As if stabilizers aren’t confusing enough, throw embroidery toppers into the equation. I will help you figure out why toppers are valuable and when you should use them.
While stabilizers go on the back of embroidery, toppers go on top. They are pinned or basted in place and used to keep stitches from falling down into the nap of the fabric.
Toppers are especially useful when embroidering on a towel or fake fur or, sometimes, even a knit. You may not think of knits as having a nap but they can be kind of spongy and you don't want the stitches to fall down into that density. The topper provides a base for your stitches to sit on so they don't sink. There are two kinds of toppers: those that are removed with water and those that are removed with heat.
Normally, we wouldn't use a topper on cotton fabric. I have found that using a topper with teeny tiny lettering or tiny designs gives you a smoother stitch out when stitching on cotton.
Types of Embroidery Toppers
Most people are familiar with the wash-away variety of topper that looks a bit like plastic wrap (above, left). There is also a fabric-type wash-away (above, right). After the excess topper is torn away, the rest washes out. Most any stabilizer company sells water-soluble toppers.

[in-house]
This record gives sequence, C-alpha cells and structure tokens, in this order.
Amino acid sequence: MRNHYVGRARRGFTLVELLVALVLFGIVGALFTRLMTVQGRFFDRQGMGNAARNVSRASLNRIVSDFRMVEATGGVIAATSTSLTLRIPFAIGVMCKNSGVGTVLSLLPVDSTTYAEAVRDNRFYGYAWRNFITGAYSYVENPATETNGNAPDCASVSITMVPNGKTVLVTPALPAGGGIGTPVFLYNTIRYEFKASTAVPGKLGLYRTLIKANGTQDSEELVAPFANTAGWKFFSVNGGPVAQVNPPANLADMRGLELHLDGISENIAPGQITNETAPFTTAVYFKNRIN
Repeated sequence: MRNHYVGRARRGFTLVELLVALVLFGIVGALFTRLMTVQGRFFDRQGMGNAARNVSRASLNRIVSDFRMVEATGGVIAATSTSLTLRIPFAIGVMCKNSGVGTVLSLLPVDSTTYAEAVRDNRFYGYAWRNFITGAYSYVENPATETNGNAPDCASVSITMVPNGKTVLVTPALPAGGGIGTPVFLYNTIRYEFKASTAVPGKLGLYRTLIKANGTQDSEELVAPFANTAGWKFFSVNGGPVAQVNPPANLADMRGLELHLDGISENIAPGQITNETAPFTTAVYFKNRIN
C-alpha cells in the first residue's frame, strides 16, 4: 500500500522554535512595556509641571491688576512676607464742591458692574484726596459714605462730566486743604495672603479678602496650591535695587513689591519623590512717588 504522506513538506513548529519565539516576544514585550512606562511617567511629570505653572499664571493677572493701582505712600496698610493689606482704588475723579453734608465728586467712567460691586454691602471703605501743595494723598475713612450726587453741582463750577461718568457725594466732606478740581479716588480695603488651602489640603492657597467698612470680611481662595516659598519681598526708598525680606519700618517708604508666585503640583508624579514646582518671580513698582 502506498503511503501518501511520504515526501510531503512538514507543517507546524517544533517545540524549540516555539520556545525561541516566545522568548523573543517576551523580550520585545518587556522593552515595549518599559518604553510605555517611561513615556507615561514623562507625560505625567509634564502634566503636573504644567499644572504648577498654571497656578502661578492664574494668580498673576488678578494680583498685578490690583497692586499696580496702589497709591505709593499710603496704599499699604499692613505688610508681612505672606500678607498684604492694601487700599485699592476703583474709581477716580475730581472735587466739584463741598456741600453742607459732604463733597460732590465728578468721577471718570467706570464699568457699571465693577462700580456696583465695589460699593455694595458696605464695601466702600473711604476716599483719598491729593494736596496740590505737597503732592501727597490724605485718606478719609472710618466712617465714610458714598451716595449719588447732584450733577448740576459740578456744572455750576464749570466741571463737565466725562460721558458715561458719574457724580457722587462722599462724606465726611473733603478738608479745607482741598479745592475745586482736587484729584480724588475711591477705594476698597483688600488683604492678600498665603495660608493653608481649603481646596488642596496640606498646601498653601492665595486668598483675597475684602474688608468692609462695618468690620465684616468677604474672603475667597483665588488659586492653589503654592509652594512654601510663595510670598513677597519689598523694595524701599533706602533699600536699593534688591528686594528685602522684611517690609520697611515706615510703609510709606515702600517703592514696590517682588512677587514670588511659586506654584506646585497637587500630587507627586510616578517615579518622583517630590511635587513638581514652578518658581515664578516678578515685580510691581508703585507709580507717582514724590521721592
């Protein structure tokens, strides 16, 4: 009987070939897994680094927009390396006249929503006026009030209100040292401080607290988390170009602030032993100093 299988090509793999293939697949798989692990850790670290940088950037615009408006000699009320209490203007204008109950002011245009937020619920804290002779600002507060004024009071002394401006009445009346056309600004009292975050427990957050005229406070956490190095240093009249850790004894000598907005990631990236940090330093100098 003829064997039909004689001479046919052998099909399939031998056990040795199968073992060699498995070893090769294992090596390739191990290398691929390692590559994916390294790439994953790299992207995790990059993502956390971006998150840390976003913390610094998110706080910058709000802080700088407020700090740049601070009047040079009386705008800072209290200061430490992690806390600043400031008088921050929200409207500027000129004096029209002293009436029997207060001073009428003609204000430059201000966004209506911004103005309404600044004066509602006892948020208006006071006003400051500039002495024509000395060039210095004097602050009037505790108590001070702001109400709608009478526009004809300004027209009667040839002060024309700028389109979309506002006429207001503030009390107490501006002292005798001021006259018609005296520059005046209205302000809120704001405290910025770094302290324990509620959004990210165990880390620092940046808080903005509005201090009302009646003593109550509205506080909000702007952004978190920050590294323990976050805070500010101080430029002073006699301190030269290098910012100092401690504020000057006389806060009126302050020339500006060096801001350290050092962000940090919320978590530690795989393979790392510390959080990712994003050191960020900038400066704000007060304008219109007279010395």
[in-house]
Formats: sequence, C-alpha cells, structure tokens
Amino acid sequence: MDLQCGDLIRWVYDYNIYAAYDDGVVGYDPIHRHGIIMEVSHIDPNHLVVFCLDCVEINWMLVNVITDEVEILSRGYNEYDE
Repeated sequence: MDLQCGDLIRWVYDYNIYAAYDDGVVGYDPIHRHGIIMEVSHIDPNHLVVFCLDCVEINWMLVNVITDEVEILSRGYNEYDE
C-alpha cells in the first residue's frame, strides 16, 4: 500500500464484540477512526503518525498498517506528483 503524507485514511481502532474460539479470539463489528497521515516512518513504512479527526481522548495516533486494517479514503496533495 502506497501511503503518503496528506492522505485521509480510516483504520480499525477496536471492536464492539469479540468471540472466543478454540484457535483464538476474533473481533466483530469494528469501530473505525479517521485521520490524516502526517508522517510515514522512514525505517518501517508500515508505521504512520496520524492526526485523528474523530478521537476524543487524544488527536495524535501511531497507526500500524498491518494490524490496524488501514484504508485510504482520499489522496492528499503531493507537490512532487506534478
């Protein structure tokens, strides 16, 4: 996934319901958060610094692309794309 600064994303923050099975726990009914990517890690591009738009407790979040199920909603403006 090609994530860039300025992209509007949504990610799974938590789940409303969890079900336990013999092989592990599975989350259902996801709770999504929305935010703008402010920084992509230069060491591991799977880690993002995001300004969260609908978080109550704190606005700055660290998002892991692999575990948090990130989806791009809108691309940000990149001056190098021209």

A friend of mine, Julie Ford, turned me on to Inspira Clear N’ Melt by Husqvarna Viking. This one can also be torn away at the end. What’s left is melted away with an iron.
I don't apply a lot of heat because I don't want to flatten out my stitches. I just want the topper to go away. In places where it is left in the stitching, just touch it with the tip of the iron and it disappears. Heat-away toppers will not leave residue on your iron.
Some heat-away toppers have a textured back to help prevent slippage. Otherwise, they look exactly like the water-soluble variety so it’s important to keep them marked accordingly. Because they tear away cleanly, heat-away toppers also work quite well with freestanding applique embroidery.
When I'm done with the topper, stabilizer is removed from the back of the embroidery. Then, I will use starch and steam when pressing the embroidery from the back.
You can see the full video here.
May your day be blessed with perfect stitches and GlitterFlex!!
Mills Saundra - July 22, 2019
Bonnie Welsh - July 17, 2019
Rosa—You’re most welcome! =)
Rosa M Alvarez - July 16, 2019
Thanks for the for the tip!